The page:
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How to I change a Swap partition from Primary to Logical?


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#1 cat1092

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Posted 23 September 2014 - 02:30 PM

Last week, when I created this install of LInux Mint 17, on a 120GiB Samsung 840 EVO SSD removed from my PC, I made a mistake. 

 

Though I should have trusted Linux MInt to partition, I didn't & after cloning 8.1 Pro over, I used GParted from the Mint 17 install media to format (to ensure partition alignment). What I ended up with are now 4 primary partitions, with the 1024MiB Swap partition between the main and home partitions. 

 

I found out my mistake when trying to create a small logical partition afterwards, to setup Samsung's over provisioning app. Now I can't do it. 

 

Is there anyway possible to change the Swap from primary to Logical w/o reinstall? 

 

Any assistance is greatly appreciated.  :)

 

Cat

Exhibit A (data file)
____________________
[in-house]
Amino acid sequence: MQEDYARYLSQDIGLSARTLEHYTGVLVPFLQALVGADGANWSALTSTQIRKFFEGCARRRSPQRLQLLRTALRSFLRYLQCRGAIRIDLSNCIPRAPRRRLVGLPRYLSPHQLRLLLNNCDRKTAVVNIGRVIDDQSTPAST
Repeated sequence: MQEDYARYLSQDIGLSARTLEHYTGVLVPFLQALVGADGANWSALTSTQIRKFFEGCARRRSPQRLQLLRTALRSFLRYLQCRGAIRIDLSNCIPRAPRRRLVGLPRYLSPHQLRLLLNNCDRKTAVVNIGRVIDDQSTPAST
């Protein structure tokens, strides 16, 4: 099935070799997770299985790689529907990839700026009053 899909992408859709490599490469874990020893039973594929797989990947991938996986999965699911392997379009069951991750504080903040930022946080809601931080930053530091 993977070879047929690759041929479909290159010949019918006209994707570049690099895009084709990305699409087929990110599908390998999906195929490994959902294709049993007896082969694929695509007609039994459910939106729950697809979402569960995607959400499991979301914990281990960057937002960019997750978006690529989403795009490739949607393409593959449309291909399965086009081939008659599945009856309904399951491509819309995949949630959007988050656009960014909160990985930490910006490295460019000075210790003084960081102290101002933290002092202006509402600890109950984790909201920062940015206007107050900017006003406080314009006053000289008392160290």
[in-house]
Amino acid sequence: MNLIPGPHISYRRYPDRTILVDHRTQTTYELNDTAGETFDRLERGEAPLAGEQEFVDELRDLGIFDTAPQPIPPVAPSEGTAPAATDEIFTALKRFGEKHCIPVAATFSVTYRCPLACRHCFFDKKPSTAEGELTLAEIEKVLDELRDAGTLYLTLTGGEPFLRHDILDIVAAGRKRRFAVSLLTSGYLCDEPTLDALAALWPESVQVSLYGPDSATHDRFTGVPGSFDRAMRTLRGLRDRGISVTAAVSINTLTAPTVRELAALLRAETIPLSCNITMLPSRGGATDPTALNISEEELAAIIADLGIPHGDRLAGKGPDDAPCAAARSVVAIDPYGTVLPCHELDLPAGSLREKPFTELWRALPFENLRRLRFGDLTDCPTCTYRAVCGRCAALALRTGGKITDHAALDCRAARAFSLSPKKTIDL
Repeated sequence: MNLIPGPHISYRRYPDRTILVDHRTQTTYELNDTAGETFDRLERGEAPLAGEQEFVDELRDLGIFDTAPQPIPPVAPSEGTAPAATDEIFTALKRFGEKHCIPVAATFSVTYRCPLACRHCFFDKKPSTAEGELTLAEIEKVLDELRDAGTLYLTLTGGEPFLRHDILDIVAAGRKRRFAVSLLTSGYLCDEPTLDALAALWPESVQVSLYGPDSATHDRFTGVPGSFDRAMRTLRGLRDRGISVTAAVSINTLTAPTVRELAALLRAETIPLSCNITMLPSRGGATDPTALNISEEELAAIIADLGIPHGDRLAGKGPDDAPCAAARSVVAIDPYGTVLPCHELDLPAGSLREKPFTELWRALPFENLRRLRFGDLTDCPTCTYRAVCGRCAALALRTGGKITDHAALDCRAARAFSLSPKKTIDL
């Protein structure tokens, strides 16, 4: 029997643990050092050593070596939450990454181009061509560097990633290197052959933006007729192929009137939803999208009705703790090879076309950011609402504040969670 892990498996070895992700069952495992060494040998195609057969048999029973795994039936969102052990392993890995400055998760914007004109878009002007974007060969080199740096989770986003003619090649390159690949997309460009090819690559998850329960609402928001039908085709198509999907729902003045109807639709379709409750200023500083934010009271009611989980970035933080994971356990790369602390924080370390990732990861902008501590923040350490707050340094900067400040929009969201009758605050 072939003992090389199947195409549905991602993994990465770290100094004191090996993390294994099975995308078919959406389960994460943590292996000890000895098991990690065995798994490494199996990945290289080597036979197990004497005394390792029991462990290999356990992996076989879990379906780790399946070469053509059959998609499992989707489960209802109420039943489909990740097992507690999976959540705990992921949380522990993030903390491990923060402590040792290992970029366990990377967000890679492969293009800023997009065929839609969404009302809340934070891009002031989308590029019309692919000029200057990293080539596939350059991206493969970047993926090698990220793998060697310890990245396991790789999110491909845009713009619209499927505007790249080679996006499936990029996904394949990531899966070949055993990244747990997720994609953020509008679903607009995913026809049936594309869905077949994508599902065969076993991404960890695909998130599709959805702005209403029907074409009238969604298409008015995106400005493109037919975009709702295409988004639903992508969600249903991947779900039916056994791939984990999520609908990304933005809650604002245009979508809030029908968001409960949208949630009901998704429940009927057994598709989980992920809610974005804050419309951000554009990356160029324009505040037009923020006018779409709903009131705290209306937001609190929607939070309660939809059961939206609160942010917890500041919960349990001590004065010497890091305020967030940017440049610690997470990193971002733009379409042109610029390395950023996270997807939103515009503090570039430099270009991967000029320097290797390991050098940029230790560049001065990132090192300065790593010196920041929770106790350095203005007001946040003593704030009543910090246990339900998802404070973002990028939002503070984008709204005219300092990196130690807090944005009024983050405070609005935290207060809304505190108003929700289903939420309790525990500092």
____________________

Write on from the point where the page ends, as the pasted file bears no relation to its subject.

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#2 sflatechguy

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Posted 23 September 2014 - 09:11 PM

Yep, you've reached the MBR limit with 4 partitions. :(

 

You can make the swap partition a logical partition, but first you'll have to delete it, create a new extended partition, then create a logical partition in that extended partition and designate it as the swap partition. You can add other logical partitions as well to that new extended partition.

 

These should help:

http://unix.stackexchange.com/questions/106166/how-to-change-swap-partition-from-primary-to-logical

http://www.linuxquestions.org/questions/linux-hardware-18/change-primary-partitions-to-logical-partitions-and-migrate-their-data-798463/



#3 cat1092

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Posted 23 September 2014 - 11:10 PM

I didn't do myself any favors by sandwiching a Swap partition between main & home either. The first page linked, I ran across earlier today while looking around, as I read the answer, this was assuming that the Swap was the last partition. Though many does exactly as I did.